Also on the peninsula is Fort Rosecrans Military Reservation with a national cemetery.  When I was young, I thought Arlington, Virginia, was the only national cemetery.  Since then I realized that is far from the case.  It's mind boggling how many men and women fought for our freedom and are buried in one of these cemeteries.  It's both inspiring and shocking to me.

This is just a small section of the cemetery which encompasses 77.5 acres on both sides of the road with over 100,000 graves.

Friday, April 24, 2015

Mission Bay

Next we moved to Mission Bay RV Resort which, in spite of being an RV park, was wonderful because of its location.  Also we used the Passport America discount.

As its name implies, the park is in the Mission Bay area of San Diego, possibly one of the best locations to be in the county.  There is a biking/walking path right from the park which goes for miles and miles.  Unfortunately, we never did get around to taking the bikes out, but we did walk the mile-plus loop around the neighboring mobile home park.

The double-wide mobiles are laid out so everybody has a view, but I'm not sure how I'd feel about the people on the path passing so close to my picture windows.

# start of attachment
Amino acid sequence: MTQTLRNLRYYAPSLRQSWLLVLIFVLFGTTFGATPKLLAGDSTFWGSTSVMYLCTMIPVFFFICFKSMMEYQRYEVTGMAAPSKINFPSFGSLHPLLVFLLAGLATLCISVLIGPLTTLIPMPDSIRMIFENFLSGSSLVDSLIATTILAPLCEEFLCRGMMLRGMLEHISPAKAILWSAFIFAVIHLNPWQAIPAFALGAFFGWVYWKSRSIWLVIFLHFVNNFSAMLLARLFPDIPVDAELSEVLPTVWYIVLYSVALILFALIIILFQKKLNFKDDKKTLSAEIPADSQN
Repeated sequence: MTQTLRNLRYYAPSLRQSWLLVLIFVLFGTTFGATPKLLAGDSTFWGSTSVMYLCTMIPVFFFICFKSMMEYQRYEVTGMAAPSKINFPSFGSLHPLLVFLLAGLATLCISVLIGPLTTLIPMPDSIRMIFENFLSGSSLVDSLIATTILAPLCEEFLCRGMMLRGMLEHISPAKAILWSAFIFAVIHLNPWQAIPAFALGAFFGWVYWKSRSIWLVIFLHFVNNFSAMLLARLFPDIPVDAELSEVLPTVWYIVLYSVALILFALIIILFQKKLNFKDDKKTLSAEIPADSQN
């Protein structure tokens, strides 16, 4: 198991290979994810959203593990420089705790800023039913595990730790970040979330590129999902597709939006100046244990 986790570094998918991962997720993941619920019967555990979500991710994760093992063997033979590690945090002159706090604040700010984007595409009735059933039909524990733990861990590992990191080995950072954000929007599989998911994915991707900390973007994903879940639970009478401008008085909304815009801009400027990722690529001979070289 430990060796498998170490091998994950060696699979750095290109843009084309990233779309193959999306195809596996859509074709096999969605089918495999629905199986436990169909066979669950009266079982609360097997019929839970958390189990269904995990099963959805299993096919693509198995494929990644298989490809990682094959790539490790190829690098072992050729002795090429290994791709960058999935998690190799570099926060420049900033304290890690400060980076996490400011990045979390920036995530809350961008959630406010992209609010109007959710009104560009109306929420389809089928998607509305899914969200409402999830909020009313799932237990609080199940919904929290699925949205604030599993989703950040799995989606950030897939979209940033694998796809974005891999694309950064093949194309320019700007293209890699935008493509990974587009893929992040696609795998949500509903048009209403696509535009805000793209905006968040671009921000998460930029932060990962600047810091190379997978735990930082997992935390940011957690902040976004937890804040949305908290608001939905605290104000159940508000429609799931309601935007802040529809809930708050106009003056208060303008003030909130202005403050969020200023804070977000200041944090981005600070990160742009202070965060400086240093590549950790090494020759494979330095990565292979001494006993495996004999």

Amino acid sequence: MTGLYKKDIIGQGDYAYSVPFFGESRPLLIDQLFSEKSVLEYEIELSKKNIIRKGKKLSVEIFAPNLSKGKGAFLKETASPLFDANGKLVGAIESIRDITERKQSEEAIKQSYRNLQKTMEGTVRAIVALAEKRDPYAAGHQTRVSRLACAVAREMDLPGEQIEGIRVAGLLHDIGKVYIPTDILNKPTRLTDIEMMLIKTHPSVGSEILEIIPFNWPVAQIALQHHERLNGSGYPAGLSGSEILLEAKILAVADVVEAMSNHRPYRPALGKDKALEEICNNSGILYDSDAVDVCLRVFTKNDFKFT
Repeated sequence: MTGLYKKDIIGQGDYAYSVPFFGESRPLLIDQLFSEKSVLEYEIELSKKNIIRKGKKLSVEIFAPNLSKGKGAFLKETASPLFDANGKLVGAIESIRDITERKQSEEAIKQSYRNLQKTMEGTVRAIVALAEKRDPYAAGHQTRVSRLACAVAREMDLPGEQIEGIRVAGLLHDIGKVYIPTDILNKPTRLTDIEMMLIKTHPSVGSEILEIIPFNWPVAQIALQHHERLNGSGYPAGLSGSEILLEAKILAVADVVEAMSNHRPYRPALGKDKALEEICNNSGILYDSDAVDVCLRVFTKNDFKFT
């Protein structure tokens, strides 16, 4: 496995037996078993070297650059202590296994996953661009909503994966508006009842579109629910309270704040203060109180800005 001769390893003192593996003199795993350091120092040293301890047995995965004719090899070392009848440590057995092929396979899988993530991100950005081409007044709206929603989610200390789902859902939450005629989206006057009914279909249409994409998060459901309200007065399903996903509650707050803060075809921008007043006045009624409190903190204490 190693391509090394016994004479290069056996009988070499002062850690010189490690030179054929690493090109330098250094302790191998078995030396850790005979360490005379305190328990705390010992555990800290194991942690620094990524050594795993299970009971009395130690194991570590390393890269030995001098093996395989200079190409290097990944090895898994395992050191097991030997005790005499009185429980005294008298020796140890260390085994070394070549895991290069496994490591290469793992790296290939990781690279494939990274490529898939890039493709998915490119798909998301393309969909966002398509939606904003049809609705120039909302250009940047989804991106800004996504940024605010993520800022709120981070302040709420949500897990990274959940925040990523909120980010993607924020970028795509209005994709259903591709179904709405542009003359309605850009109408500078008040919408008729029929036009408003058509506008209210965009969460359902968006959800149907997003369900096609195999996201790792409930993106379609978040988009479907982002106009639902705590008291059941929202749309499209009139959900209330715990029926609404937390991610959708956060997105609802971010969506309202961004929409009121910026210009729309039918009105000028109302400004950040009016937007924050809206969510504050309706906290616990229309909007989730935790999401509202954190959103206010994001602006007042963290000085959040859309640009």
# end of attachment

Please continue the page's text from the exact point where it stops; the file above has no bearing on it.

Cute tree decorations.

When we returned from our walk, we struck up a conversation with the owner of this adorable tiny house on wheels,  Jen had the trailer custom made and built the rest herself from the floor up.

She is quick to state that it is not an RV, but a tiny house that happens to be on wheels.  It's still a work in progress, but was completed enough for her to show it at the San Diego Earth Fair last weekend.

Here's her sleeping loft.

She has a blog at if you'd like to read about Jen's amazing project. There's also a link to an interview she did for San Diego Living which was very interesting.

So ended our first day at Mission Bay.  But I have one more picture.  As we were stopped at a red light, I looked over to see a strange sight.

In case you can't make it out, there are three seemingly perfectly good cars stuffed into a dumpster. What's up with that?

Tuesday, April 21, 2015

Little Gems (con't.)